Buying a property and moving home can be difficult enough even if you have done it before, so you don’t want to be confused by the terminology used during the process. Here’s our simple guide to the jargon.
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Annual Percentage Rate of Charge (APRC) – The APRC is a single rate that takes into account the costs of setting up the mortgage, the interest rate applied over the mortgage term and how that interest rate is charged (annually, monthly or daily).
Bank of England Base Rate (BoEBR) – This is the rate which is set on a monthly basis by the Monetary Policy Committee (MPC) of the Bank of England and is the rate that it charges for its borrowing.
Binding offer – The Society will issue a binding offer once the underwriting is complete.
Completion – The point at which the mortgage money is released to remortgage your home or to buy your new home. Your solicitor or conveyancer will ensure that ownership is transferred to you.
Consumer Buy-to-let (CBTL) – This is when you have lived in the property as your main residence or you inherit a property that was a main residence and then due to a change in circumstances you choose to let the property and you receive no other rental income.
Disbursements – The fees your solicitor has to pay to others on your behalf e.g.Stamp Duty Land Tax, Land Registry fees, search fees.
Electronic Transfer – This is the method by which your mortgage advance is paid to your conveyancer, solicitor or existing lender.
Equity – The positive difference between the value of your property and the amount of any outstanding loans secured against it.
First legal mortgage – Also known as a first charge mortgage. This means that the loan takes priority over any other borrowing secured on your property. If your property is sold the first charge will be paid off first.
Foreign currency lending – Lending where, at the start of a new contract, a customer is not a UK resident or relies on income or assets which are not in sterling to repay the mortgage. We do not offer foreign currency lending.
Key Facts Illustration (KFI) – This document, or ones similar to it, must be provided to you by law and shows you all the key information you need when choosing a mortgage. You can use it to compare different mortgages with different lenders.
Lease – A document which grants possession of a property for a fixed period of time and sets out the obligations of both parties, landlord and tenant, such as payment of rent, repairs and insurance.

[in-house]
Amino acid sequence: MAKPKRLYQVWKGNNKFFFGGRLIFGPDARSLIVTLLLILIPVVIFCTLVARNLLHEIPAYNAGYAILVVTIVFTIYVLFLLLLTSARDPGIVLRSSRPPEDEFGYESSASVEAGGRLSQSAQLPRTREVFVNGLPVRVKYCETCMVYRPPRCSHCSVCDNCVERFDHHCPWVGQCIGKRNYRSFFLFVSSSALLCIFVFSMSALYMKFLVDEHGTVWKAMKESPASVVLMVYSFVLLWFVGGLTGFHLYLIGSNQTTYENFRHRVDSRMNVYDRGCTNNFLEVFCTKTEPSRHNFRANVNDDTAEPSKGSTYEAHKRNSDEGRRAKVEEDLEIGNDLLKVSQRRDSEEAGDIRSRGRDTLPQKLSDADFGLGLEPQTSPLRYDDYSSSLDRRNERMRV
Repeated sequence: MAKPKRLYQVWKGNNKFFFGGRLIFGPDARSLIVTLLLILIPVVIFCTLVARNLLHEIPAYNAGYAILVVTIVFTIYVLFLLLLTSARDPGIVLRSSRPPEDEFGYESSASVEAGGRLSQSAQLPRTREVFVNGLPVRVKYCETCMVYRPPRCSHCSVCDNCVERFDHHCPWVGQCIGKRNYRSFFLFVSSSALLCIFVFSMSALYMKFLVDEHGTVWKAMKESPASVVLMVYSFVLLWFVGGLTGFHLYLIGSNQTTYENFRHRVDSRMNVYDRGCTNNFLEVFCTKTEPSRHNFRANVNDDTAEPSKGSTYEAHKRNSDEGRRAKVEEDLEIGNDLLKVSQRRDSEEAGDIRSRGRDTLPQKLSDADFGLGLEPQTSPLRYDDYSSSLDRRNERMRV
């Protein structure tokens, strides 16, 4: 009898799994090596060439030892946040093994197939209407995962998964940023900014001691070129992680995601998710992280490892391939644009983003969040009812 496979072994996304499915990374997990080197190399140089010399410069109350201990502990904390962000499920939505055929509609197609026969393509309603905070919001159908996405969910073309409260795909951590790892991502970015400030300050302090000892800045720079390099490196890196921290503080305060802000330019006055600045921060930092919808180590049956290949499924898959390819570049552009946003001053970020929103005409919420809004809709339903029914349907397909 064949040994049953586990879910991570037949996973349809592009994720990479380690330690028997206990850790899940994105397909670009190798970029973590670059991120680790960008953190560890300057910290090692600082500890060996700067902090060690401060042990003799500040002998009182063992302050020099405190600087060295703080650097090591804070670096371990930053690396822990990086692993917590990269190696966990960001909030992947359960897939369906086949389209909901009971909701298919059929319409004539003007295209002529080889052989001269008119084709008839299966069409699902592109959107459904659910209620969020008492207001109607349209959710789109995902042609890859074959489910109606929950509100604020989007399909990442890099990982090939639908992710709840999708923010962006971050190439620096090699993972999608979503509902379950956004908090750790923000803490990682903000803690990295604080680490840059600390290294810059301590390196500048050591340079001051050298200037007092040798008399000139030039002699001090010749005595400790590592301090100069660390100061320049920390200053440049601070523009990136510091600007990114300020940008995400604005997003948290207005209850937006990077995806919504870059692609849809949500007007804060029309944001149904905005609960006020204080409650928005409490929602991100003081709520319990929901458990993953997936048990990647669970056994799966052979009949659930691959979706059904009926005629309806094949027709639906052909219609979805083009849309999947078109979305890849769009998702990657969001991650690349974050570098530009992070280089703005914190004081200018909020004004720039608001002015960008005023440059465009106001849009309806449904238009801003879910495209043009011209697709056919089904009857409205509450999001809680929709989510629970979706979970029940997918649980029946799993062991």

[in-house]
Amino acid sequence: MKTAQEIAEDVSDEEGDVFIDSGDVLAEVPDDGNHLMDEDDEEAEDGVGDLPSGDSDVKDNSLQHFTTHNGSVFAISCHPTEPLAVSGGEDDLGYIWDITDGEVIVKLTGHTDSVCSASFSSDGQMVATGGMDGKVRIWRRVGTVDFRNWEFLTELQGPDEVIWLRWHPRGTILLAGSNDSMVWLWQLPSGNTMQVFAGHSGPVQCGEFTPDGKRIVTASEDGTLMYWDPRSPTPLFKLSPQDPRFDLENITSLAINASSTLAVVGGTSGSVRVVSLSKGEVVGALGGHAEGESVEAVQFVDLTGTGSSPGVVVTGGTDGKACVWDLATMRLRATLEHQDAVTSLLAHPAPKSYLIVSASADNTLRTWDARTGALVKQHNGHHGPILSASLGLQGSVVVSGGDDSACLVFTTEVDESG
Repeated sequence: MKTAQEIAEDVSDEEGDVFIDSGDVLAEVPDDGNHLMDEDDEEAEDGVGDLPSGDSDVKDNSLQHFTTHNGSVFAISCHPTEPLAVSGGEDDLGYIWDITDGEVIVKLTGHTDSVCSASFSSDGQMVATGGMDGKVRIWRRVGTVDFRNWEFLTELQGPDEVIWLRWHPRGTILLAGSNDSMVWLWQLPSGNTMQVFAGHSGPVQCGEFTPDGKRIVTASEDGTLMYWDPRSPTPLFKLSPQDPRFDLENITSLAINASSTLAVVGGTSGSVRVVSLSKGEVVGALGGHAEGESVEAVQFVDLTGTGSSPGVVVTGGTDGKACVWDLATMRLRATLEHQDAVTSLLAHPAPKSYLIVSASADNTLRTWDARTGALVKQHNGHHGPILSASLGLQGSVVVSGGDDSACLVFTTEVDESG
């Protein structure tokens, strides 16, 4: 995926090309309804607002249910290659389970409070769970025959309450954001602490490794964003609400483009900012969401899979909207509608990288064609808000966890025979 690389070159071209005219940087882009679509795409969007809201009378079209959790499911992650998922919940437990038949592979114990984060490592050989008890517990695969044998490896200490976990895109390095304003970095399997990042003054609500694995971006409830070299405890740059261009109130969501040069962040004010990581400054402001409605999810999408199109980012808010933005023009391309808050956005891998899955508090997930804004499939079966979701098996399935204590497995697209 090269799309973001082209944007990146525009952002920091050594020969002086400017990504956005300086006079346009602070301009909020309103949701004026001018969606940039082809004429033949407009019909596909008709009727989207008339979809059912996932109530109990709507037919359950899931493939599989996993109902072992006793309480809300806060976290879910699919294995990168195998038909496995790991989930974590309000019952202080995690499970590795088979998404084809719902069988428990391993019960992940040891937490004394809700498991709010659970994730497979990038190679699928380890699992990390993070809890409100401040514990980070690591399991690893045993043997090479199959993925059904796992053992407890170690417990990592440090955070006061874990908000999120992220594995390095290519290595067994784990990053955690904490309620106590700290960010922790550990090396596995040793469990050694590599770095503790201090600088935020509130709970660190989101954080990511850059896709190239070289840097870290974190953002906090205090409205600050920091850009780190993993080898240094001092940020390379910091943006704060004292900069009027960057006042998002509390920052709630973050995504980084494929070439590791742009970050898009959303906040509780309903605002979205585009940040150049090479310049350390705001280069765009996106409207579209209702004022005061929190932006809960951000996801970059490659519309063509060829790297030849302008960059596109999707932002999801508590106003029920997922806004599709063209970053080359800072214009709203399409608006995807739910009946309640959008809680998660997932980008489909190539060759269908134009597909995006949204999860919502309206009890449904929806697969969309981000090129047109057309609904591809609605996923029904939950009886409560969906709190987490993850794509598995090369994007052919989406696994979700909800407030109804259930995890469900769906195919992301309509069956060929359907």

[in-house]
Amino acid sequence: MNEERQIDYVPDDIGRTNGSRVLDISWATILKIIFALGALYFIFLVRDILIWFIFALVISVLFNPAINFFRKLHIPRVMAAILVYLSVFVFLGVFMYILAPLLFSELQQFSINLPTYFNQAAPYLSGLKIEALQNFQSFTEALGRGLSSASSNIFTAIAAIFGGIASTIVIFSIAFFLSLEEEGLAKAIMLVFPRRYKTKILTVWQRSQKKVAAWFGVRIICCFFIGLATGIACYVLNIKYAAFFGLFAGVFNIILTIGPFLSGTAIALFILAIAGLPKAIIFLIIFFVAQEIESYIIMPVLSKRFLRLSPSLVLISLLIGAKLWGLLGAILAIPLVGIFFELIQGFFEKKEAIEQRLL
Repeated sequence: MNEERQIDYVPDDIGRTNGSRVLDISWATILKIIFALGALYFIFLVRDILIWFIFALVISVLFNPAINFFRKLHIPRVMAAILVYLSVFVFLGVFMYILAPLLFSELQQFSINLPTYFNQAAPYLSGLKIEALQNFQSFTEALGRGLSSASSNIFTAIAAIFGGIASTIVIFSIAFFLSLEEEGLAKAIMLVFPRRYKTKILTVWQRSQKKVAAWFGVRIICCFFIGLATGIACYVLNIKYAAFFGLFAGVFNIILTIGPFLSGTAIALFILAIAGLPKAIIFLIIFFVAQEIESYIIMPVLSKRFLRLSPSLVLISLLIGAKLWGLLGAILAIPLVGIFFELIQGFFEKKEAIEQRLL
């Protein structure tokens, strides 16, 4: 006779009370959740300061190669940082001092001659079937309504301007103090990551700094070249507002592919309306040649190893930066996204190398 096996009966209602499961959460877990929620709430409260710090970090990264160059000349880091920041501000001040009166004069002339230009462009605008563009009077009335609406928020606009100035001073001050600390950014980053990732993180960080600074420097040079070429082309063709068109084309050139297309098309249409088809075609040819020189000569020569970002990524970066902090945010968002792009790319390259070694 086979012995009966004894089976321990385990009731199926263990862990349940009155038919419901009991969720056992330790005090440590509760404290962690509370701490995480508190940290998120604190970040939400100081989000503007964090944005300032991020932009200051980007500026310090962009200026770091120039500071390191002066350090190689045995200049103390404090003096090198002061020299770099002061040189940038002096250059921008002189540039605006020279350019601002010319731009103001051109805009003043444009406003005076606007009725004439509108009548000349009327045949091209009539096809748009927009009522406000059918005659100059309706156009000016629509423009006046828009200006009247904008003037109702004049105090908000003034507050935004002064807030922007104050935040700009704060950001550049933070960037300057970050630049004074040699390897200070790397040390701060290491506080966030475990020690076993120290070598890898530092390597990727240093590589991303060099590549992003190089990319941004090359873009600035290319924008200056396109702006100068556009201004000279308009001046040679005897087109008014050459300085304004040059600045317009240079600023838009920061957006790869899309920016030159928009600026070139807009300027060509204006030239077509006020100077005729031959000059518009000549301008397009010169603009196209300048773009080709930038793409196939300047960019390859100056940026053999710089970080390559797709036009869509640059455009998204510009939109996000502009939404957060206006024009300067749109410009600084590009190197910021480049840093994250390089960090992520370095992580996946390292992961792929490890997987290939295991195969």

Loan – Sometimes called the advance. This is the actual amount of money that we agree to lend you.
Loan to Value (LTV) – This is the value of your loan as a proportion of your property’s value. For example, if you were purchasing a home for £100,000, and had a deposit of £15,000 then you would need to borrow £85,000. This would mean that you would require a mortgage product that offered an LTV of at least 85%.
Mortgage Discharge Fee – (sometimes called a Mortgage Exit Fee) A fee charged by the lender for releasing the legal charge over your property following repayment of a mortgage.
Mortgagee – The lender or institution which provides the funds for the mortgage.
Mortgagor – The borrower taking out the mortgage.
Portable – The process of transferring your current mortgage product to a new property when you move home on a ‘like for like’ basis. ‘Like for like’ means where your mortgage balance, mortgage term, mortgage repayment basis, loan to value ratio and mortgage type remain the same.
Redemption Administration – The process of removing the charge on your home on repayment of the mortgage with us.
Reflection period – This is a formal period of time which allows you to consider a mortgage offer. The reflection period does not affect how long your offer is valid for.
Repayment Strategy – This is the means by which you choose to pay off the capital on an Interest Only mortgage when the mortgage term comes to an end. You need to check with us to make sure that your chosen repayment strategy is acceptable to us.
Retention – If there are essential repairs required to be carried out on a property the lender may hold back some mortgage funds until the work has been completed. The retained funds will be released upon completion of the work.
Searches – For example, enquiries made at the Land Registry, the Land Charges Register and local authorities to ensure there is nothing to cause concern about the property.
Subject to Contract – A provisional agreement made between buyer and seller, before exchange of contracts, which allows either side to back out without penalty (England and Wales only).
Term – The length of time over which your mortgage loan is to be repaid.
Title – The legal right to ownership of a property.
Title Deeds – The documents showing the ownership of property.
Transfer Deed – The legal document which transfers ownership of registered land.
Vendor/Seller – The person(s) selling the property.